Sci + Society,

#087: Virtual Reality Therapy

July 30, 2015

“If you think about this kind of treatment, there’s one important component you have to consider: there’s a difference between wanting and liking” says Dr. Robert Reiner.

The topic under discussion is Virtual Reality Therapy, a method for treating phobias and anxiety that Reiner has been on the forefront of for nearly three decades.  He and Jesse discuss the evolution of the treatment modality and its use in modern psychology.

Also in this episode, Jesse reveals his own personal phobia — something that’s been haunting him since he was a barefoot four-year-old in a soggy Oregonian garden patch…

PS:  Coming soon… Some interesting developments on Smart Drug Smarts. Keep your eyes peeled.  And while you’re waiting, don’t forget to check out our recently-launched stacks at AxonLabs.

Show Notes
  • 00:00:45

    An introduction to Virtual Reality therapy.

  • 00:01:44

    This Week In Neuroscience: Linking emotions to memories.

  • 00:05:38

    A great week in listener interaction.

  • 00:07:32

    Check out our recently launched stacks at Axon Labs.

  • 00:08:23

    Jesse introduces Dr. Robert Reiner.

  • 00:09:06

    A primer on Virtual Reality therapy by Dr. Reiner.

  • 00:10:28

    Treating different kinds of phobias.

  • 00:12:03

    Fear of flying vs fear of public speaking.

  • 00:13:26

    The evolution of some common phobias.

  • 00:14:24

    Inducing phobias artificially and bio-feedback.

  • 00:16:15

    Prediction error and abdominal breathing.

  • 00:19:25

    How phobias, addictions and OCD build up over time.

  • 00:20:39

    The technology of Virtual Reality therapy.

  • 00:21:48

    Systematic de-sensitization.

  • 00:23:44

    Addiction vs phobia.

  • 00:27:04

    Jesse reveals his one and only phobia.

  • 00:27:54

    Ruthless Listener Retention Gimmick: A significant and salacious finding.


  1. Grey says:

    Around the 17-18 minute mark, Dr R talks about 5 second breathing leading to synchronisation between heart & breath, which he refers to as Coherence (which I use the Inner Balance app to train). He says that finding the coherence ‘sweetspot’ leads to the shutting down of the flight-or-flight system, inducing relaxation. I always thought it was the opposite …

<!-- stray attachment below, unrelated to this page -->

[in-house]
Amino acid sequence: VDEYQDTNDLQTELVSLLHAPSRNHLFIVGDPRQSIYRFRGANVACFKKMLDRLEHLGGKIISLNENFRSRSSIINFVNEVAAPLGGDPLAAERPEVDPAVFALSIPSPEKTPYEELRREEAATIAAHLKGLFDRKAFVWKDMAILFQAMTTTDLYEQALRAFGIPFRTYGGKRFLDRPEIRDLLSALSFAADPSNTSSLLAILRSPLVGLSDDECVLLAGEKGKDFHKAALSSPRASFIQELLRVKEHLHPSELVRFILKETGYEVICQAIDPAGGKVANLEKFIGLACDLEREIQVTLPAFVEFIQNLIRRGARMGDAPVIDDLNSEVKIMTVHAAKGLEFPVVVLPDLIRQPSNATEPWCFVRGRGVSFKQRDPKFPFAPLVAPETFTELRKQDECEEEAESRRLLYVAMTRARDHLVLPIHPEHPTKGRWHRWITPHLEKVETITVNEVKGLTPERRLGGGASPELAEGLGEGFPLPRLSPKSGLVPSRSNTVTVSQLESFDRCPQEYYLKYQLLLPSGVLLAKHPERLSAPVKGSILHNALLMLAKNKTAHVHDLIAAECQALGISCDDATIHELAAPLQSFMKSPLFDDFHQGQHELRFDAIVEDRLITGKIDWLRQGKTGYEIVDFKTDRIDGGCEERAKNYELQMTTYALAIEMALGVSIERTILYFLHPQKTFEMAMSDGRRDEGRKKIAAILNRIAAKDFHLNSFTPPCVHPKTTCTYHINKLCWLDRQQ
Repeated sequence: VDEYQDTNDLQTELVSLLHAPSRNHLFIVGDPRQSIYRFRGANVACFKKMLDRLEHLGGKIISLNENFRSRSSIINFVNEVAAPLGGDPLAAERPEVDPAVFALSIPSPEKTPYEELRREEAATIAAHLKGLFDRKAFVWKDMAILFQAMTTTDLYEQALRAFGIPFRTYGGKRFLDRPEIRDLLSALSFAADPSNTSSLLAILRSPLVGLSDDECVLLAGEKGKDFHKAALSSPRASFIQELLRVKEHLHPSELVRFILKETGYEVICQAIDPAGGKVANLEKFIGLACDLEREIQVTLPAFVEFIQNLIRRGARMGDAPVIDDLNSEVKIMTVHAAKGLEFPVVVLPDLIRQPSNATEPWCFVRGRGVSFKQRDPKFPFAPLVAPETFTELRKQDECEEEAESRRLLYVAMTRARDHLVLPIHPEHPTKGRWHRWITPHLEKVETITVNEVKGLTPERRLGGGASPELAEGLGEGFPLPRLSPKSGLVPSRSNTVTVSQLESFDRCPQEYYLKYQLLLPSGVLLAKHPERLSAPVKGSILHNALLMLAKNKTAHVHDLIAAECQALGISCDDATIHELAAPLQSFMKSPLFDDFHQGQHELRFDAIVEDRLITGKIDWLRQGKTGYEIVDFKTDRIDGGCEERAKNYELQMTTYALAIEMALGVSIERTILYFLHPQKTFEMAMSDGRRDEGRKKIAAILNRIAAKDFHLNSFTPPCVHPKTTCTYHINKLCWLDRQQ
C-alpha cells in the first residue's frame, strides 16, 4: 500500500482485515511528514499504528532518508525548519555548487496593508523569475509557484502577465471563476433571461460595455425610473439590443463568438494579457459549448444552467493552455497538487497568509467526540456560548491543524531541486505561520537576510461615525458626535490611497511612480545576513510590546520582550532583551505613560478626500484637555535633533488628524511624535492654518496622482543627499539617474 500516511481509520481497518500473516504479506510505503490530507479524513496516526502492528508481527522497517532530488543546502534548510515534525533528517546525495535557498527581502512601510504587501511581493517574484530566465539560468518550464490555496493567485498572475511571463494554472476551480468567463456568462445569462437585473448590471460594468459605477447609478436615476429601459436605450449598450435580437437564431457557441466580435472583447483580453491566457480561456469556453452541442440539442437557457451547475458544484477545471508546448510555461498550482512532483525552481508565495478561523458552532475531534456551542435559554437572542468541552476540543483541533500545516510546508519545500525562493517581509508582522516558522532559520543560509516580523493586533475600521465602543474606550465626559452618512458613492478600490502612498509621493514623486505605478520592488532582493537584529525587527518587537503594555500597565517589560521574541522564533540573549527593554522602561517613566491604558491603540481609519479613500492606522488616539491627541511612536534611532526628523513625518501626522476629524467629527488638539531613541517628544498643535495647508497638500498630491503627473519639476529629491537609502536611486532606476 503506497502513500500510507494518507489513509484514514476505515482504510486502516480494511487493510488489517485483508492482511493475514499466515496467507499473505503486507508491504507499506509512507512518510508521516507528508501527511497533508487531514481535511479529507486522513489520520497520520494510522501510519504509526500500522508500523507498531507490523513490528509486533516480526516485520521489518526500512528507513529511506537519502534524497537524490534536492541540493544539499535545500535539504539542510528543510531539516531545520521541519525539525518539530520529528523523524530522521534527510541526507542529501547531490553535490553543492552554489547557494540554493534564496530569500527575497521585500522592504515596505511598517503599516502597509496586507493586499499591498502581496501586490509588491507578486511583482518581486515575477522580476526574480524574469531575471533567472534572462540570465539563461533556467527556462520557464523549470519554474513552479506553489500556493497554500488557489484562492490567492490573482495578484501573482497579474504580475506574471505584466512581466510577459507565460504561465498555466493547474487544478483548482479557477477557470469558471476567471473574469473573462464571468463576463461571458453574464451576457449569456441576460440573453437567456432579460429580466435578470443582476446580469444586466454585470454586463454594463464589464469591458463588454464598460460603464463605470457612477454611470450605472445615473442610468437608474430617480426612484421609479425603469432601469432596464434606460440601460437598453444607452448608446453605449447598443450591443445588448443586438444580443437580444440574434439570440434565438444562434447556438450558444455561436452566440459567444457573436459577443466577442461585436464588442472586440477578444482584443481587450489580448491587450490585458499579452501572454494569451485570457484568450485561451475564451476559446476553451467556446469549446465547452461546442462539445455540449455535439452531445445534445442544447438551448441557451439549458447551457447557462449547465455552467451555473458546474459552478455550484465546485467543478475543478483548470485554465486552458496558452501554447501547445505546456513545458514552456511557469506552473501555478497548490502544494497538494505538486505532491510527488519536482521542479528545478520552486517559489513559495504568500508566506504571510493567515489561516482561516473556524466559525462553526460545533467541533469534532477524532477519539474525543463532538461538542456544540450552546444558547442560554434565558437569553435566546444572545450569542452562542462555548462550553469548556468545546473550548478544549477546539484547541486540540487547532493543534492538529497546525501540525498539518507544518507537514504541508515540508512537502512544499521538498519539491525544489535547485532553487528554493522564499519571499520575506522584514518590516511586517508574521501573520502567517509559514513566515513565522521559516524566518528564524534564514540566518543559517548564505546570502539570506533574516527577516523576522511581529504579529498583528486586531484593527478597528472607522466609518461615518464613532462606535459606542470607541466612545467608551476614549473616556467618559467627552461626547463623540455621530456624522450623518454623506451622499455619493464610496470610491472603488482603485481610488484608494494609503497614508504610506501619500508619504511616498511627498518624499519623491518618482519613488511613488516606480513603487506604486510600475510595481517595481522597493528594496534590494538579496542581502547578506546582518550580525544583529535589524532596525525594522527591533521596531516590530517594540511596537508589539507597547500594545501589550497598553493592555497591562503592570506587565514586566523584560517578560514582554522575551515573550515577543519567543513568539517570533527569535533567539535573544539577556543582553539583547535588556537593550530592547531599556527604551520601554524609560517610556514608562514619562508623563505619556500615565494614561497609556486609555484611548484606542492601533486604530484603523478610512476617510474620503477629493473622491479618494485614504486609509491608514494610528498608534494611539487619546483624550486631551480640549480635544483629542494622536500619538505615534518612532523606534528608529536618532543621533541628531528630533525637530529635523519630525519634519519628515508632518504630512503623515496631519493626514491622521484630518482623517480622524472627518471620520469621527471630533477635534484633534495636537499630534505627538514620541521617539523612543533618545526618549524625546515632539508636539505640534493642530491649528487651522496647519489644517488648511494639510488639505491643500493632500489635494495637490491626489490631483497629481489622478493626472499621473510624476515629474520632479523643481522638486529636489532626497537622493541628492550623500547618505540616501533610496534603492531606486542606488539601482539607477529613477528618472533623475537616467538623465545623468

Could someone comment on their understanding?

    If someone is in fight-or-flight (i.e. stress) then their heart will be unable to become coherent because the beat has stress-induced regularity. I was under the impression that coherence appears one you can turn off that stress response, and not the other way around … that getting coherence turns off fight-or-flight.

    Anyone know which is the cause and which is the effect?

  2. Brandon says:

    Hey anyone know the different breathing phone apps Dr. Reiner mentioned in the podcast?

  3. Greg says:

    I use the ‘Inner Balance’ app – measures heart rate (live heart rate, not just averaged over the last minute), HRV, includes a breath pacer, lots of graphs, etc.

  4. After several minutes of slow diaphragmatic breathing, heart rate will soon sync up with respiration. In other words, as you inhale, HR begins to rise and as you exhale, it begins to drop, with both looking like sine waves. How quickly a person goes into coherence depends on health of their cardiovascular system. This response, known as Heart rate variability (HRV) and/or Respiratory Sinus Arrhythmia (RSA), is stimulated by baro-receptors in the vascular system. They have the effect of making a person sleepy and relaxed; we use a modified version of it to treat insomnia. Naturally, people are told to NEVER do it while driving a car. When I was referring to “sweet spot” I was talking about the particular rate of respiration that generates the biggest swing in heart rate. For example, if resting pulse is 70 and when you breath in for five seconds and out for five seconds (6 breaths a minute) and it rises to 82 beats per minute during peak exhalation and drops to 60 during peak exhalation the total is 22 (82 – 60 = 22). Lets say that 5.5 breaths per minute generate a swing of 28 heart beats per minute, and that appears to be the largest swing (after sampling several different respiration rates). That particular rate will be given to the patient to practice as this produces the biggest drop in sympathetic arousal/fight or flight). In the Android world, the best app is called “paced breathing”

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